Wednesday, February 13, 2019

Great Writing Stirs the Whole Body

My literary mentor was June Jordan, the most dynamic reader of poetry I’ve ever heard. June was a poet, essayist, opera librettist, and political activist. Listening to June recite her work was a physical experience—I laughed, I fought back tears, I literally got goose bumps of excitement.

June Jordan (1936–2002)
I think the Greek philosopher Aristotle was referring to a similar feeling in his Poetics when he talked about catharsis, the sensation that the audience experiences in watching a tragedy in the theater. The word catharsis comes from the ancient Greek verb kathairein, meaning to purge or to purify or to cleanse. When we experience deep tragedy on stage or in a movie, our entire body feels wrung out, cleansed—but in an uplifting way.

Interestingly, the word catarrh in English, meaning a cold with phlegm, derives from exactly the same Greek verb. I still remember when I read the tragic ending of Ernest Hemingway’s antiwar novel A Farewell to Arms as a teenager, I spontaneously burst into tears, and I had to blow my nose many times. It was a direct physical sensation.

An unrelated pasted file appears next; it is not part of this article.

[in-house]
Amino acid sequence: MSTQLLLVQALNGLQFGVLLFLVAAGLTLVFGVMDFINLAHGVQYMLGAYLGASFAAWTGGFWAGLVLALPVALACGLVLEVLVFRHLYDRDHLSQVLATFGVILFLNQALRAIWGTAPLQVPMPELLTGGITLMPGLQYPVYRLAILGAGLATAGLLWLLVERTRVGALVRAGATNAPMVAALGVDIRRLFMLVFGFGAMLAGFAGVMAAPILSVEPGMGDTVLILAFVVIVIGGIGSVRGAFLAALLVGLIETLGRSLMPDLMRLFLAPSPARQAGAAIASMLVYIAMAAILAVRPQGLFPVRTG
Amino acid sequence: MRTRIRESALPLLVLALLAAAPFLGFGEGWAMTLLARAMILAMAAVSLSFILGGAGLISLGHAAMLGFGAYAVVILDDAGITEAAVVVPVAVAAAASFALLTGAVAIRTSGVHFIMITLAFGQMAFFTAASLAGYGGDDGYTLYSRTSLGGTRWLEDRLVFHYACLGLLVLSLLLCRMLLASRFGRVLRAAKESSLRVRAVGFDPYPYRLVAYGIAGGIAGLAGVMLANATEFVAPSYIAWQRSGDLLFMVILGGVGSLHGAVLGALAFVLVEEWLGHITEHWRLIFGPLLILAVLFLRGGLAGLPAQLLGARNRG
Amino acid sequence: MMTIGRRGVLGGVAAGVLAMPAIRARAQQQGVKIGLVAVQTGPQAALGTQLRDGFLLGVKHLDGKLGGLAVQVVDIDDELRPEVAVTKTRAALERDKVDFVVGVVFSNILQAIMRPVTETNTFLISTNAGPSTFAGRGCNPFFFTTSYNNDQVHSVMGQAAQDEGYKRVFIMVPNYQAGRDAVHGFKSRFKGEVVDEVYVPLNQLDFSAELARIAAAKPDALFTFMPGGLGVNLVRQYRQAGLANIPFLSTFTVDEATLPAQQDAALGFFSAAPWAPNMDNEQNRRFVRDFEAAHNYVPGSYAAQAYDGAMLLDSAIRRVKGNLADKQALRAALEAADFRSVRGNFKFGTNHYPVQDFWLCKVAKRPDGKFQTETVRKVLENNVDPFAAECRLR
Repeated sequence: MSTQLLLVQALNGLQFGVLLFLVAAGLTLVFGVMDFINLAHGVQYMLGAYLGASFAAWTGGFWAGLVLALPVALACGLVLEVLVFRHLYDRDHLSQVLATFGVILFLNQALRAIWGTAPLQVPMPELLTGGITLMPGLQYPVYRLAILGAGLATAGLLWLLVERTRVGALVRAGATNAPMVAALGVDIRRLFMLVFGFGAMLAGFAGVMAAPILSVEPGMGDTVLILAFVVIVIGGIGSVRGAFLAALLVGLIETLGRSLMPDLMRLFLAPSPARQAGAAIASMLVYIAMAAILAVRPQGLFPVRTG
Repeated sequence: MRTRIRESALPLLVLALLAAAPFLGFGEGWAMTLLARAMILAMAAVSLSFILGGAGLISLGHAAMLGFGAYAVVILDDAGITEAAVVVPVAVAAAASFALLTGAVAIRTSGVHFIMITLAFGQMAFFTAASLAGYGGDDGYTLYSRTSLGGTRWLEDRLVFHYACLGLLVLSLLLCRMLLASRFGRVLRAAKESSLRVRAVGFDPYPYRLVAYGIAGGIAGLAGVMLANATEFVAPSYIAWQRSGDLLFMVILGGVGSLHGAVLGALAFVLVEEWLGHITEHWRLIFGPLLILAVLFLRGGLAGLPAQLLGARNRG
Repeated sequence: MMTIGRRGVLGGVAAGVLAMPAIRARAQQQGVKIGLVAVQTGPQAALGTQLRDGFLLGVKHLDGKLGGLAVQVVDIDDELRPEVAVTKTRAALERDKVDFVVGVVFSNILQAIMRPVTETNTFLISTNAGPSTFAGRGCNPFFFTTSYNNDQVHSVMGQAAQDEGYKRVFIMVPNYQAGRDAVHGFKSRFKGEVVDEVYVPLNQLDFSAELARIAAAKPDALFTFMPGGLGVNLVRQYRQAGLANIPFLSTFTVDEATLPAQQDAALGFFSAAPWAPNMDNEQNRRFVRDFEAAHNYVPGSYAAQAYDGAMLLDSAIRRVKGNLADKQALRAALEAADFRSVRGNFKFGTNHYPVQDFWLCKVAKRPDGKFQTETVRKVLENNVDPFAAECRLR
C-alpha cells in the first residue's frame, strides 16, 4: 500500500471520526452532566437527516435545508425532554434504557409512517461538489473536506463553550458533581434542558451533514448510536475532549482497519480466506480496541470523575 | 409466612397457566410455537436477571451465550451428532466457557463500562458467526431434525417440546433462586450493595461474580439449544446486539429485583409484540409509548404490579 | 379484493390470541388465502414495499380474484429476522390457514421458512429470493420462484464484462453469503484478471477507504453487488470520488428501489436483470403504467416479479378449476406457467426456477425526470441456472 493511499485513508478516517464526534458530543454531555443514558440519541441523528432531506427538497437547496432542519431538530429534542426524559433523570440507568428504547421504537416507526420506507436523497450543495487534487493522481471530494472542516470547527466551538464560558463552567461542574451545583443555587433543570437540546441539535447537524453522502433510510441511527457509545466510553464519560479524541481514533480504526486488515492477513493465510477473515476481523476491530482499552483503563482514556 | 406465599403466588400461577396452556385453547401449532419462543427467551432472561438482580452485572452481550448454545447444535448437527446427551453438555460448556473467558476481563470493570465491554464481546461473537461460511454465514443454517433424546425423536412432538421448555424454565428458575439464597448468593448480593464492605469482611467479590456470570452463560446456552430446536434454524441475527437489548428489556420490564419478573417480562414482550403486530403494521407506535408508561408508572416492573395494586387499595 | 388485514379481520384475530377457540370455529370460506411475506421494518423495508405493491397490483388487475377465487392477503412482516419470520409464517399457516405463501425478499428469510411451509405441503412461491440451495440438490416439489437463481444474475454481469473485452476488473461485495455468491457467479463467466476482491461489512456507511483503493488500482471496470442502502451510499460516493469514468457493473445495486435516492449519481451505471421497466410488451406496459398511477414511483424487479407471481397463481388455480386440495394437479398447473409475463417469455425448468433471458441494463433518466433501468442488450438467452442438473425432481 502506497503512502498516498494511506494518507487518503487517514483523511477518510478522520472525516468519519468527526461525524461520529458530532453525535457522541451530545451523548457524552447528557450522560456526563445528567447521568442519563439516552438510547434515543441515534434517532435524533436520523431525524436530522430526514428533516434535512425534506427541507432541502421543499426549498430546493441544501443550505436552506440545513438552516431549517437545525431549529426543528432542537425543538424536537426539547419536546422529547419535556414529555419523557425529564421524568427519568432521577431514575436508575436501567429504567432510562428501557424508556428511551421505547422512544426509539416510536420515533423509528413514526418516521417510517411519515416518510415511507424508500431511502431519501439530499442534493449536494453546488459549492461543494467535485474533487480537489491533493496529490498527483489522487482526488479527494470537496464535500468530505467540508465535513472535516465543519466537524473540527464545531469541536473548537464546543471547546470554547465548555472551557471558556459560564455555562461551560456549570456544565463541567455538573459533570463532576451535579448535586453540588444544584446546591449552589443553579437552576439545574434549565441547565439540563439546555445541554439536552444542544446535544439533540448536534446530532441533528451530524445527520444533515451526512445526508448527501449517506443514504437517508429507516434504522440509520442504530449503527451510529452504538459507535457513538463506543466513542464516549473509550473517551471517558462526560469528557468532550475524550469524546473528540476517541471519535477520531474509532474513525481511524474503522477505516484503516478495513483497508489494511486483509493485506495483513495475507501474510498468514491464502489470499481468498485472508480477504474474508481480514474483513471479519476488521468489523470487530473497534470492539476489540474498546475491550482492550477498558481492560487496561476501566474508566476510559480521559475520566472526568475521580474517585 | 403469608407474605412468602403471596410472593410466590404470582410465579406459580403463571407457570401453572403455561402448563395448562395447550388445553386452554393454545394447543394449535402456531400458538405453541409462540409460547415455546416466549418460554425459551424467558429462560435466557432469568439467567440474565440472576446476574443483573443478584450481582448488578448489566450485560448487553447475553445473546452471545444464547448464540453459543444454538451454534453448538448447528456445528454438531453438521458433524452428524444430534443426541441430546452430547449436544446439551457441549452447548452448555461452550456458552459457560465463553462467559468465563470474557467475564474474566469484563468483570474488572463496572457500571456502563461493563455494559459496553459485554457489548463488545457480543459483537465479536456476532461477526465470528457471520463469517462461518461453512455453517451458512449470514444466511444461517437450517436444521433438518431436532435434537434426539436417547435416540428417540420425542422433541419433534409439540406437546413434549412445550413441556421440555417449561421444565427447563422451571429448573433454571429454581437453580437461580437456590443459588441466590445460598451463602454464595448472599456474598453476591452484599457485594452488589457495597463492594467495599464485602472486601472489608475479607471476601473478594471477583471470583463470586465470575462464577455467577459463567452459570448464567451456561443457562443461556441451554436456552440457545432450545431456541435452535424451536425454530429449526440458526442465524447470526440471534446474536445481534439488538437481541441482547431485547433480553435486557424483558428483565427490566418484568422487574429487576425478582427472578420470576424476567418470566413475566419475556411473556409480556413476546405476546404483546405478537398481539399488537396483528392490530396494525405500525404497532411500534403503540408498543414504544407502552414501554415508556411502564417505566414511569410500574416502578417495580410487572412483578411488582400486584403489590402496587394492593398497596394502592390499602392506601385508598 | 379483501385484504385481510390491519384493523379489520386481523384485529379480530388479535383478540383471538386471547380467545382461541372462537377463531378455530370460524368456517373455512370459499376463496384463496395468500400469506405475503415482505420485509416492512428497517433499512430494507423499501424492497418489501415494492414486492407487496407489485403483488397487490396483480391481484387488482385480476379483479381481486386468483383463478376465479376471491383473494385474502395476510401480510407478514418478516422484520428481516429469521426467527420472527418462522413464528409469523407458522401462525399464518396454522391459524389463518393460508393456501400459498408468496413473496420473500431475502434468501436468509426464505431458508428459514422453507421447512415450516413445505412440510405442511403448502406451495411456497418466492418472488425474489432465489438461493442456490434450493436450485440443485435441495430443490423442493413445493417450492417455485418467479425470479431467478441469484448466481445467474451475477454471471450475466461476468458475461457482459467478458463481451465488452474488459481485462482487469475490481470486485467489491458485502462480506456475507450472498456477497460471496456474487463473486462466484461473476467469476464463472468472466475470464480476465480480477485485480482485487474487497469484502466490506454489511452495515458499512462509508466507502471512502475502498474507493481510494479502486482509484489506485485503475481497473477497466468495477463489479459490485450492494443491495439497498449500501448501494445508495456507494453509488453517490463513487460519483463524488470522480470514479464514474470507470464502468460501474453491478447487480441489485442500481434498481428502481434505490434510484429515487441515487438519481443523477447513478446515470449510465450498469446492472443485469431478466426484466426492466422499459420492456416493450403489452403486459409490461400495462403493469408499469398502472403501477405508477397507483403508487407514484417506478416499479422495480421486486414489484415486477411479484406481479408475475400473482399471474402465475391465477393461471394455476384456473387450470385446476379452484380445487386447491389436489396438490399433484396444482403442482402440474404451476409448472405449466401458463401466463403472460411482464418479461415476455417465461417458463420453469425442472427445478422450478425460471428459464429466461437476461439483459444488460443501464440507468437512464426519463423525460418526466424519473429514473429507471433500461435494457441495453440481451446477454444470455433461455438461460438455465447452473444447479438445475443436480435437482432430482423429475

Great literature can also evoke laughter, which is very much a physical sensation. There is certainly something cathartic about humor, the way it releases what’s bottled up in us. Maybe laughter is the way that we let go of grief. I remember as a young man attending my grandfather’s funeral. After the ceremony at the gravesite, the family drove in several cars to my uncle and aunt’s house for a reception. This is going to be the saddest event of my life, I thought. What actually happened is that family members told one funny story after another about my grandfather—in between the tears. The humor helped us all to feel close again to my grandfather and to recover from the loss. The same is true in literature—laughter is a way for the body to release the grief locked in our bones and tissues.

You could say that the reader also feels erotic literature in the body. That’s certainly another type of physical response to writing. Reading Pablo Neruda’s poem “Barcarole,” is an erotic experience for me, for example. But just because a poem is arousing doesn’t necessarily make it great writing.

This points up an interesting aspect of all writing that affects the body—feeling literature in the body is a necessary but not a sufficient condition for great writing. It also has to be well crafted and use language in a way that artfully transfers meaning. But there’s no mistaking the best literature, because we feel it in our whole body.

Zack’s most recent book of poems, Irreverent Litanies
Zack’s most recent translation, Bérénice 1934–44: An Actress in Occupied Paris by Isabelle Stibbe

How to Get Published
Getting the Most from Your Writing Workshop
How Not to Become a Literary Dropout
Putting Together a Book Manuscript
Working with a Writing Mentor
How to Deliver Your Message
Does the Muse Have a Cell Phone?
Why Write Poetry? 
Poetic Forms: IntroductionThe SonnetThe SestinaThe GhazalThe TankaThe Villanelle
Praise and Lament
How to Be an American Writer
Writers and Collaboration
Types of Closure in Poetry

No comments:

Post a Comment